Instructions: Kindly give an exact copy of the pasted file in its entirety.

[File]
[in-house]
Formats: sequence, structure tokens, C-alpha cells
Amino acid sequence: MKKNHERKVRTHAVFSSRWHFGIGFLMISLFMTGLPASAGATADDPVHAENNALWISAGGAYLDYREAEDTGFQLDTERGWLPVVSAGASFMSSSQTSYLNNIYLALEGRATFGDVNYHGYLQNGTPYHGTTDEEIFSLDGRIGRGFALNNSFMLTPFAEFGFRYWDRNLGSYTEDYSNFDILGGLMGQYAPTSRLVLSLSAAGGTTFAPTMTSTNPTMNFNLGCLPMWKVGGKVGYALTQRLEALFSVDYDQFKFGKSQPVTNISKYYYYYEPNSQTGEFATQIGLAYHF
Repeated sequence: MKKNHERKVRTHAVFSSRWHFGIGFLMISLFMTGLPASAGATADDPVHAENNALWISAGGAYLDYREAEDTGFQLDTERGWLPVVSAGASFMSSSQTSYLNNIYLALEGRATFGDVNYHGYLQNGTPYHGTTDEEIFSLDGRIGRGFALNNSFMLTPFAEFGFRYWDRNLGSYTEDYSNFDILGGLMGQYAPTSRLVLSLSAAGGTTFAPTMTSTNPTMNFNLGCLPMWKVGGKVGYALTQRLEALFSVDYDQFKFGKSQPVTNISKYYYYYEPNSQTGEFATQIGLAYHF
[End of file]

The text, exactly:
[in-house]
Formats: sequence, structure tokens, C-alpha cells
Amino acid sequence: MKKNHERKVRTHAVFSSRWHFGIGFLMISLFMTGLPASAGATADDPVHAENNALWISAGGAYLDYREAEDTGFQLDTERGWLPVVSAGASFMSSSQTSYLNNIYLALEGRATFGDVNYHGYLQNGTPYHGTTDEEIFSLDGRIGRGFALNNSFMLTPFAEFGFRYWDRNLGSYTEDYSNFDILGGLMGQYAPTSRLVLSLSAAGGTTFAPTMTSTNPTMNFNLGCLPMWKVGGKVGYALTQRLEALFSVDYDQFKFGKSQPVTNISKYYYYYEPNSQTGEFATQIGLAYHF
Repeated sequence: MKKNHERKVRTHAVFSSRWHFGIGFLMISLFMTGLPASAGATADDPVHAENNALWISAGGAYLDYREAEDTGFQLDTERGWLPVVSAGASFMSSSQTSYLNNIYLALEGRATFGDVNYHGYLQNGTPYHGTTDEEIFSLDGRIGRGFALNNSFMLTPFAEFGFRYWDRNLGSYTEDYSNFDILGGLMGQYAPTSRLVLSLSAAGGTTFAPTMTSTNPTMNFNLGCLPMWKVGGKVGYALTQRLEALFSVDYDQFKFGKSQPVTNISKYYYYYEPNSQTGEFATQIGLAYHF